Dave (Aaron Johnson) is an average, invisible teen; slightly geeky, not unattractive but anonymous, "not even the funny one" in his small group of friends. One day he decides to become a superhero. Having bought a snazzy scuba suit off the internet for a costume and practiced a few essential skills such as working up the nerve to jump the gap between two buildings, he is ready for action. His first foray into crime fighting involves trying to stop two thugs a couple of years older than him from breaking into a bar. As a result, he is beaten, stabbed and run over. There is a pleasing realism to this, a real attempt to answer the rhetorical question posed at the beginning of this review. Unfortunately this is the last such moment of realism.

After an astonishingly quick recovery, the only legacy (physical or mental) of Dave's traumatic assault is a bit of nerve damage and some metal plates in his body. Which reduces his susceptibility to pain and injury. Which makes him the perfect crime fighter: Weebles wobble but they don't fall down and, once the bad guys have tired out their fists on your face, you can pop them one with a night stick. Kick-Ass is born!

This is stupid.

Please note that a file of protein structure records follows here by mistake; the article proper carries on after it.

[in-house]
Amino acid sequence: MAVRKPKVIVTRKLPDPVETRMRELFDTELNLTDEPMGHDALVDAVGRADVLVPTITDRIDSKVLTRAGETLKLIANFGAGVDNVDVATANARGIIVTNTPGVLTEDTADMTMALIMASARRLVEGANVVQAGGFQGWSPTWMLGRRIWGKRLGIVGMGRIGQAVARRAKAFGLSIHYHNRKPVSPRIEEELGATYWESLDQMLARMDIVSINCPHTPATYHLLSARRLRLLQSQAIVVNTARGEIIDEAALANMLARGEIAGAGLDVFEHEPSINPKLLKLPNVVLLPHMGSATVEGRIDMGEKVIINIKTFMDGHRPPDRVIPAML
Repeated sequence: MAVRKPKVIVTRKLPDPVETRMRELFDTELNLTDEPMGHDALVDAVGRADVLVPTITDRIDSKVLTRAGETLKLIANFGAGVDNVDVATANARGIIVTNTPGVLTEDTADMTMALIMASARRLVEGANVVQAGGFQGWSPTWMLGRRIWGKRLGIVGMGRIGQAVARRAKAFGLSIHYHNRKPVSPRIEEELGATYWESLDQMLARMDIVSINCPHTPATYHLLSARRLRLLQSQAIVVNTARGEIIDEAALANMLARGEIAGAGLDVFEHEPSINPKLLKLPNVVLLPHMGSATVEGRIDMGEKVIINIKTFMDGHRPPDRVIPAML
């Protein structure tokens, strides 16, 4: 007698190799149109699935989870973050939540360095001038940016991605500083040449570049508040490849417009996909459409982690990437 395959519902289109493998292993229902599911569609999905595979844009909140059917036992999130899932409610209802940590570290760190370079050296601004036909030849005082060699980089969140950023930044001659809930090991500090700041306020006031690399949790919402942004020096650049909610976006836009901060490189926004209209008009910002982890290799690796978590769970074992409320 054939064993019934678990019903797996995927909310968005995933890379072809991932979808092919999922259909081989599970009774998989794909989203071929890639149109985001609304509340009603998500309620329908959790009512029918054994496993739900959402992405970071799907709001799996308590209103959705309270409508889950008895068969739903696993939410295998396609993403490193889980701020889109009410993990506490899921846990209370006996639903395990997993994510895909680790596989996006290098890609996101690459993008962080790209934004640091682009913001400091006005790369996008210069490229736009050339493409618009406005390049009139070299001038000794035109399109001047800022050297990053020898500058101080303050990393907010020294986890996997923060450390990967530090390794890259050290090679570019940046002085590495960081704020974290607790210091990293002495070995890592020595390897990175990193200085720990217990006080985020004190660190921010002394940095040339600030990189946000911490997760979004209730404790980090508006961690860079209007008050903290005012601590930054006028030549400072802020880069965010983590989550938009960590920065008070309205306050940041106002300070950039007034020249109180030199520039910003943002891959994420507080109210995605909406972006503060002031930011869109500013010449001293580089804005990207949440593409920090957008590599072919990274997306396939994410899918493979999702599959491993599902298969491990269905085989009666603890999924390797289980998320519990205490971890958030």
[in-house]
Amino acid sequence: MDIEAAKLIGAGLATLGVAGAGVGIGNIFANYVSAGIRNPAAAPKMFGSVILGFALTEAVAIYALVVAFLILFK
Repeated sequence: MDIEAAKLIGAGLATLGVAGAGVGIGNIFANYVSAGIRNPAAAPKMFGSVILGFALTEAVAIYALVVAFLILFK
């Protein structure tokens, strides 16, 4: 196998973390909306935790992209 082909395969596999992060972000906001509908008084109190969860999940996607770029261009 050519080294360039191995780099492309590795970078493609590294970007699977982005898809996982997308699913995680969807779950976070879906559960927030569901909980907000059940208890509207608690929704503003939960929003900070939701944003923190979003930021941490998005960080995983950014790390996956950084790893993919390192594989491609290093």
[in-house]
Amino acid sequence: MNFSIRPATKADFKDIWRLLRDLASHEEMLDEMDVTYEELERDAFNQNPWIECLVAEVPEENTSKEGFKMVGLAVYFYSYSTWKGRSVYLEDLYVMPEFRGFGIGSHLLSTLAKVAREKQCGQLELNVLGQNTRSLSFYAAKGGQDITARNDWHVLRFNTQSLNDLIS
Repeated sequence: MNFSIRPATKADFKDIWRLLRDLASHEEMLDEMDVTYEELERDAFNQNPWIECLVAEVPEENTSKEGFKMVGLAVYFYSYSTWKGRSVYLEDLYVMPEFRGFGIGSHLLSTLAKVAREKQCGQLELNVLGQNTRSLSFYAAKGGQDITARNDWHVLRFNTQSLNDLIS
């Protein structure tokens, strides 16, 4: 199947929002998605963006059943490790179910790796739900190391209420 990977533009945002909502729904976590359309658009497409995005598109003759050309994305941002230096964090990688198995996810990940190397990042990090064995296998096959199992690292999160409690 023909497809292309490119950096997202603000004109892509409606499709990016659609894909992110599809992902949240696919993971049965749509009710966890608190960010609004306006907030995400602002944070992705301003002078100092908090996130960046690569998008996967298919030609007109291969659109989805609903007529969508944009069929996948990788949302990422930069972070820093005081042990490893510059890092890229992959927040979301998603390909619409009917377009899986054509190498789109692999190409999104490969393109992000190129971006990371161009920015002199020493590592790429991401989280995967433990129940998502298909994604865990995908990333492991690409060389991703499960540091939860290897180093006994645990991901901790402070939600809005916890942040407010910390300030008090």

In fact, this marks the bifurcation of one pretty good film into two stupid ones. The first is a geeky fantasy, although it also has queasy overtones of a teen sex comedy. The catalyst for this new and unwelcome element is that fact that as the paramedics cut Dave out of his scuba suit his last lucid words are to ask that his unorthodox clothing is unmentioned. Consequently, when Dave wakes up he finds the paramedic reported that he was discovered naked. This leads to an hi-larious scene in which Dave's anxious dad soliticiously enquires about the state of his sphincter and the persistent rumour going around his school that he is gay. In turn, this means that Katie (Lyndsy Fonseca), the object of his affection who has never previously looked twice at him, suddenly wants him as a gay BFF. He goes along with this and it is as ghastly as you could imagine. I am spoiling nothing by noting that in the way of all teen sex comedies, this relationship based on lies, deceit, and stalking leads to ultimate happiness (i.e. penetrative sex) over the course of the next 90 minutes.